Bearsville Theater

An Evening with the Cowboy Junkies

Saturday, June 9, 2007

Doors at 8pm; Show at 9pm

Tickets $40. General Admission Seating SOLD OUT!!
STANDING ROOM ONLY TICKETS NOW AVAILABLE $30

Brought to you by Kirschner Concerts, The Bearsville Theater and WDST

Despite its title, the new Cowboy Junkies album, At the End of Paths Taken, is as much about new beginnings as it is about endings. It is also about human connections, the struggle to sustain those connections over time, and the complexities that can arise even when those connections are maintained. It is, in other words, a classic Cowboy Junkies album – a suite of smart, richly textured songs that value subtlety over broad, generic strokes, songs that prize insight and casual revelations over easily digestible clichés.
Family lies at the heart of the album’s eleven songs, and, of course, that is appropriate, too. Three of the band’s members – singer Margo Timmins; songwriter, producer and guitarist Michael Timmins; and drummer Peter Timmins – are siblings, and bassist Alan Anton has been a member since the group formed in Toronto in 1985. Few bands have lasted nearly as long with their original line-up intact, and fewer still have created as consistently satisfying a body of work. Albums like The Trinity Session (1988), Black Eyed Man (1992), Miles From Our Home (1988) and Early 21st Century Blues (2005), to isolate just a few high points, chronicle a creative journey that is impervious to trends. Each of those albums sounds as fresh and current today as when it was made. You don’t stay together and produce work of that quality and depth without learning something about family and permanence – what lasts, what doesn’t, perhaps even what shouldn’t.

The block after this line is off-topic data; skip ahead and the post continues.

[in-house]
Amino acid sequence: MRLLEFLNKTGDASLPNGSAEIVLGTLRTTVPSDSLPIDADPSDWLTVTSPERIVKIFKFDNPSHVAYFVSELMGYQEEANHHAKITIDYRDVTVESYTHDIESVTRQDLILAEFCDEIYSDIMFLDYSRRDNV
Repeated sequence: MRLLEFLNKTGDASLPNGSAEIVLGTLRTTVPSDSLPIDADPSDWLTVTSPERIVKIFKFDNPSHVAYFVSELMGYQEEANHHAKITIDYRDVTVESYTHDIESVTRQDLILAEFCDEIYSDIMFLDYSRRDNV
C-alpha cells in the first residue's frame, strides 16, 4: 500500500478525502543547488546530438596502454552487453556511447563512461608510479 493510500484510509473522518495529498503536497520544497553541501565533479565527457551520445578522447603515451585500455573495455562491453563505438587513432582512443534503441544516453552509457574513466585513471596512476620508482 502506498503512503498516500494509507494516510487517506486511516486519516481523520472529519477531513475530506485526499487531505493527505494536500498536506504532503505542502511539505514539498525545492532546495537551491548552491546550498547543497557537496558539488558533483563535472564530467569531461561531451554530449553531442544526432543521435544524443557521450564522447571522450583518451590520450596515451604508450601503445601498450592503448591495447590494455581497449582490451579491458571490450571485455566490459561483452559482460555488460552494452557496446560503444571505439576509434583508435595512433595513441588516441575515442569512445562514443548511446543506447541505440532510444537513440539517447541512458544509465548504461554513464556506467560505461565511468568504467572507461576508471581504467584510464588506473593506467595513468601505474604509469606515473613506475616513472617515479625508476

But if their history is an important part of what led the band to At the End of Paths Taken, other factors entered in as well. “My idea was to write an album about families, about how generations affect generations, how there’s a continuum,” Michael says. “I’m the father of three young kids, and I’ve got aging parents, so that’s obviously a big part of my life. But I found that what was going on in the outside world was affecting my writing. These times are extremely trying. What sort of world is being set up for my kids? All of that began to brew together.”